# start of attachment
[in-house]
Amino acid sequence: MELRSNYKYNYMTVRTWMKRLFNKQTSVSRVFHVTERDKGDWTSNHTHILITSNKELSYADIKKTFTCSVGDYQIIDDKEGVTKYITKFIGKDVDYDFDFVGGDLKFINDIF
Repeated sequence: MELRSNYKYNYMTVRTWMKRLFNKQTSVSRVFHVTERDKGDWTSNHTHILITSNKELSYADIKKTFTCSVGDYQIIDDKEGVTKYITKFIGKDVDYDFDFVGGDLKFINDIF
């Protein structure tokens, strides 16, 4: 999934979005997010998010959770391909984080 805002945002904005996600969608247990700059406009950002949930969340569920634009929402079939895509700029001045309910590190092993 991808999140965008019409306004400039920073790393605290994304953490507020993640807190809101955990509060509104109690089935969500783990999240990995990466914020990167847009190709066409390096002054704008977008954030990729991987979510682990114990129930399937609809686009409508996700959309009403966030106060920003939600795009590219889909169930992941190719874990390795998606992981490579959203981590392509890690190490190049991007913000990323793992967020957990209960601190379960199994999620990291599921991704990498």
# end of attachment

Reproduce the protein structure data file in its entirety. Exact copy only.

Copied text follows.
[in-house]
Amino acid sequence: MELRSNYKYNYMTVRTWMKRLFNKQTSVSRVFHVTERDKGDWTSNHTHILITSNKELSYADIKKTFTCSVGDYQIIDDKEGVTKYITKFIGKDVDYDFDFVGGDLKFINDIF
Repeated sequence: MELRSNYKYNYMTVRTWMKRLFNKQTSVSRVFHVTERDKGDWTSNHTHILITSNKELSYADIKKTFTCSVGDYQIIDDKEGVTKYITKFIGKDVDYDFDFVGGDLKFINDIF
């Protein structure tokens, strides 16, 4: 999934979005997010998010959770391909984080 805002945002904005996600969608247990700059406009950002949930969340569920634009929402079939895509700029001045309910590190092993 991808999140965008019409306004400039920073790393605290994304953490507020993640807190809101955990509060509104109690089935969500783990999240990995990466914020990167847009190709066409390096002054704008977008954030990729991987979510682990114990129930399937609809686009409508996700959309009403966030106060920003939600795009590219889909169930992941190719874990390795998606992981490579959203981590392509890690190490190049991007913000990323793992967020957990209960601190379960199994999620990291599921991704990498």